• Trump said the U.S. would be exposed to "massive legal liability if we stay in" the Paris agreement. But there is no liability mechanism in the Paris agreement. International environmental law experts tell us that pulling out of the agreement won't reduce U.S. exposure to liability claims and, in fact, may increase it.
• Trump called China and India the "world's leading polluters," referring to carbon emissions. That's not accurate. China and the U.S. were the top emitters per kiloton in 2015.
• The president also falsely said "nobody even knows where the money [in the Green Climate Fund] is going to." The fund's website outlines all of the projects that have been funded.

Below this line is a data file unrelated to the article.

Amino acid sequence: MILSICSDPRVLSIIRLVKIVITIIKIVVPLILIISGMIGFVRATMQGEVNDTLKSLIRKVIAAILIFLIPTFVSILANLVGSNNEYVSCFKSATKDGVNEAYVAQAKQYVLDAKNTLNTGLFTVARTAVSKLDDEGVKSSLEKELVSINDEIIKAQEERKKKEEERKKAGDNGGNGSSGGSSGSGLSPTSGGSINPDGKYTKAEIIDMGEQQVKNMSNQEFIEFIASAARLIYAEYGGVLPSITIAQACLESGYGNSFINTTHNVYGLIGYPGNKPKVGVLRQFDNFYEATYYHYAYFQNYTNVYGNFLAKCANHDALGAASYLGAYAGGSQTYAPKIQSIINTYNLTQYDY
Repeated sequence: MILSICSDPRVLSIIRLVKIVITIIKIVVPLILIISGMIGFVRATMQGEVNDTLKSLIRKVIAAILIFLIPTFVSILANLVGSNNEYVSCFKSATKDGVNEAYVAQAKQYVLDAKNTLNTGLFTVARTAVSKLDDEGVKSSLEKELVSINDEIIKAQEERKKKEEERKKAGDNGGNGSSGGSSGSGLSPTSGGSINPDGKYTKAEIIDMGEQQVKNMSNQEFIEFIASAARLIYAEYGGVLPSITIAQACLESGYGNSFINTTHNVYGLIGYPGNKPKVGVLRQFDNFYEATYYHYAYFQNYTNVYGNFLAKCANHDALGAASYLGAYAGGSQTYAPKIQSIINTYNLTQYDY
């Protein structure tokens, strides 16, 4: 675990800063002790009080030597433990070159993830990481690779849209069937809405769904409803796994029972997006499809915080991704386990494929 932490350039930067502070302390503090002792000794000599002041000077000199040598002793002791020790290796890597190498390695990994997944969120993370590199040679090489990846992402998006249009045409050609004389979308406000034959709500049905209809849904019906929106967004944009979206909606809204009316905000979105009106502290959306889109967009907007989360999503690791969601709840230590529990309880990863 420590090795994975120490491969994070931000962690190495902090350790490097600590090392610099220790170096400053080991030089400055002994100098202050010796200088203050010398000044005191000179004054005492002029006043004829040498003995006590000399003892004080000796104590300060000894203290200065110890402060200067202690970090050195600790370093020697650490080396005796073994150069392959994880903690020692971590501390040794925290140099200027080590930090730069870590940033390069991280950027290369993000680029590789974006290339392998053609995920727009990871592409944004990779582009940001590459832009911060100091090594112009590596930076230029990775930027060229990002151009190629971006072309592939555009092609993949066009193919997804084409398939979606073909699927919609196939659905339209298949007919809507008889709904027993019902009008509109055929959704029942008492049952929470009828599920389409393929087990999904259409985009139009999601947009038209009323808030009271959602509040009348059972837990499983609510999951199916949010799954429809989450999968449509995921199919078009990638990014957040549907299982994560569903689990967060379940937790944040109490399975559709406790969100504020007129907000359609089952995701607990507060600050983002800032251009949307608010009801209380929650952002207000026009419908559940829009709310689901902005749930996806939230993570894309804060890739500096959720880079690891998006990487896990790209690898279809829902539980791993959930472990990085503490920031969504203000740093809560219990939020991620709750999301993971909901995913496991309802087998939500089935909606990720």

• Trump said the agreement would cost "close to $3 trillion in lost GDP." That's one estimate from a report for a business-funded group that found a much smaller impact under a different scenario. Yet another analysis said the impact of meeting the emissions targets would be "modest."
• Trump again took credit for job gains, saying the economy has added more than a million private sector jobs since his election. That's true, but only 493,000 of them were added since he took office.
You can read the whole fact-check of Trump's address here.
It's still not clear whether or not Trump thinks that humans have an impact on the climate. At today's White House press briefing, Environmental Protection Agency administrator Scott Pruitt said that he and Trump did not talk about his views on the science during discussions about the Paris decision. AP